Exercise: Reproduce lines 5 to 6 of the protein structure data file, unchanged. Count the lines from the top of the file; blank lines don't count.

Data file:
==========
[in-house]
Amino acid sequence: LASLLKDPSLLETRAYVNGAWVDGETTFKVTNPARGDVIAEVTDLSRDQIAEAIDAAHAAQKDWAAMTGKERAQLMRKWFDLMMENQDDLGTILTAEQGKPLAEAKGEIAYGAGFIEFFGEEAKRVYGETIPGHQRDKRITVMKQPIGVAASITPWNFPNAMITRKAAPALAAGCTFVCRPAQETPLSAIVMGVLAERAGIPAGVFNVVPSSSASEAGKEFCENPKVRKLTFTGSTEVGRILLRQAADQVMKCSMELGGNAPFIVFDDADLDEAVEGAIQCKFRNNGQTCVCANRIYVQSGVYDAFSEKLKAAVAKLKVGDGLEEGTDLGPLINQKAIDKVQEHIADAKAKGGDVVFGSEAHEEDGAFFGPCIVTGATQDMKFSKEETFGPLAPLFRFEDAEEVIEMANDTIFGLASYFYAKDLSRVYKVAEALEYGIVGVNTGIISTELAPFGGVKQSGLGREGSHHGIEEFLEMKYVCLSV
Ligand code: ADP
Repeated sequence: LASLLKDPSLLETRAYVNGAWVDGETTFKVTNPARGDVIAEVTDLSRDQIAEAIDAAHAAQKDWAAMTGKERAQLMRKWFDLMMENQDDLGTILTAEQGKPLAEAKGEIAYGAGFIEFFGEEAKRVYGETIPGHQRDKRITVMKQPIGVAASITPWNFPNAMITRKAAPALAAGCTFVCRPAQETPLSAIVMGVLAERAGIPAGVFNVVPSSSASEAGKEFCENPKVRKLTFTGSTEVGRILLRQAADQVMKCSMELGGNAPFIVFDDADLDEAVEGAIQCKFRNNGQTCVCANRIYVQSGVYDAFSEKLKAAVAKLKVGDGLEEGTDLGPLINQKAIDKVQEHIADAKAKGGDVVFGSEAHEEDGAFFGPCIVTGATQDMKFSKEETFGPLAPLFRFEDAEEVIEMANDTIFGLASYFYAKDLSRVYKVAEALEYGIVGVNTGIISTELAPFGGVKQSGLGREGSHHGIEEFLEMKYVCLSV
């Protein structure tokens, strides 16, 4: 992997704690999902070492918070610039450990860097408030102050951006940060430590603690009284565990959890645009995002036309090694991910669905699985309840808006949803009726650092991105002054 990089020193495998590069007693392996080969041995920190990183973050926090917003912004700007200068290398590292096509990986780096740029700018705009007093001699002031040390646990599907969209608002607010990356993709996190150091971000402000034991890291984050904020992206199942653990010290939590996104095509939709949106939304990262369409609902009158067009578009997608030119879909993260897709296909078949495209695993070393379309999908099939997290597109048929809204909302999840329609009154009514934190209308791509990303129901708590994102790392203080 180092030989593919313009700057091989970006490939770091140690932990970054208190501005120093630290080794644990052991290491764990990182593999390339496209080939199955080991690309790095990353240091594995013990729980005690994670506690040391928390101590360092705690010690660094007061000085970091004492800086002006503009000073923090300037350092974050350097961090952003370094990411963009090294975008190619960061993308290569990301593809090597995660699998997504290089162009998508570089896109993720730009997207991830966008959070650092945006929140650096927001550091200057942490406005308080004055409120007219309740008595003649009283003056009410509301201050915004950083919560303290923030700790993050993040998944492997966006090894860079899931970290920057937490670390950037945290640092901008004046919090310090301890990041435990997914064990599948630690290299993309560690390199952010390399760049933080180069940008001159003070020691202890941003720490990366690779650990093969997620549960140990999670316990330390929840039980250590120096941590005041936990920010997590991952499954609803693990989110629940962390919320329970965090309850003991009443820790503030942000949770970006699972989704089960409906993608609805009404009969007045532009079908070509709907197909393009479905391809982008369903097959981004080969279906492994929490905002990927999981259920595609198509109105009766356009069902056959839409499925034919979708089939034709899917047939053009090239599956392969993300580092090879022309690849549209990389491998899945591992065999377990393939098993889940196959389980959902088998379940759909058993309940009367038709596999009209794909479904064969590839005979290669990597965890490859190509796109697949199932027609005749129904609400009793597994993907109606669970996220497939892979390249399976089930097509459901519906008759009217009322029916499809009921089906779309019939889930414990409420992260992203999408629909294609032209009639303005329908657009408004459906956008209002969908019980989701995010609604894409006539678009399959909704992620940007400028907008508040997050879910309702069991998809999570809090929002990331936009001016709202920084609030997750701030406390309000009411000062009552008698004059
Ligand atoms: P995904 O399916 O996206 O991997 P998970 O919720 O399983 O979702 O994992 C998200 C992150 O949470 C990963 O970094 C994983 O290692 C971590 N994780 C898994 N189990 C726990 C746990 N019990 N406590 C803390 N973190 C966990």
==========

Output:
């Protein structure tokens, strides 16, 4: 992997704690999902070492918070610039450990860097408030102050951006940060430590603690009284565990959890645009995002036309090694991910669905699985309840808006949803009726650092991105002054 990089020193495998590069007693392996080969041995920190990183973050926090917003912004700007200068290398590292096509990986780096740029700018705009007093001699002031040390646990599907969209608002607010990356993709996190150091971000402000034991890291984050904020992206199942653990010290939590996104095509939709949106939304990262369409609902009158067009578009997608030119879909993260897709296909078949495209695993070393379309999908099939997290597109048929809204909302999840329609009154009514934190209308791509990303129901708590994102790392203080 180092030989593919313009700057091989970006490939770091140690932990970054208190501005120093630290080794644990052991290491764990990182593999390339496209080939199955080991690309790095990353240091594995013990729980005690994670506690040391928390101590360092705690010690660094007061000085970091004492800086002006503009000073923090300037350092974050350097961090952003370094990411963009090294975008190619960061993308290569990301593809090597995660699998997504290089162009998508570089896109993720730009997207991830966008959070650092945006929140650096927001550091200057942490406005308080004055409120007219309740008595003649009283003056009410509301201050915004950083919560303290923030700790993050993040998944492997966006090894860079899931970290920057937490670390950037945290640092901008004046919090310090301890990041435990997914064990599948630690290299993309560690390199952010390399760049933080180069940008001159003070020691202890941003720490990366690779650990093969997620549960140990999670316990330390929840039980250590120096941590005041936990920010997590991952499954609803693990989110629940962390919320329970965090309850003991009443820790503030942000949770970006699972989704089960409906993608609805009404009969007045532009079908070509709907197909393009479905391809982008369903097959981004080969279906492994929490905002990927999981259920595609198509109105009766356009069902056959839409499925034919979708089939034709899917047939053009090239599956392969993300580092090879022309690849549209990389491998899945591992065999377990393939098993889940196959389980959902088998379940759909058993309940009367038709596999009209794909479904064969590839005979290669990597965890490859190509796109697949199932027609005749129904609400009793597994993907109606669970996220497939892979390249399976089930097509459901519906008759009217009322029916499809009921089906779309019939889930414990409420992260992203999408629909294609032209009639303005329908657009408004459906956008209002969908019980989701995010609604894409006539678009399959909704992620940007400028907008508040997050879910309702069991998809999570809090929002990331936009001016709202920084609030997750701030406390309000009411000062009552008698004059
Ligand atoms: P995904 O399916 O996206 O991997 P998970 O919720 O399983 O979702 O994992 C998200 C992150 O949470 C990963 O970094 C994983 O290692 C971590 N994780 C898994 N189990 C726990 C746990 N019990 N406590 C803390 N973190 C966990």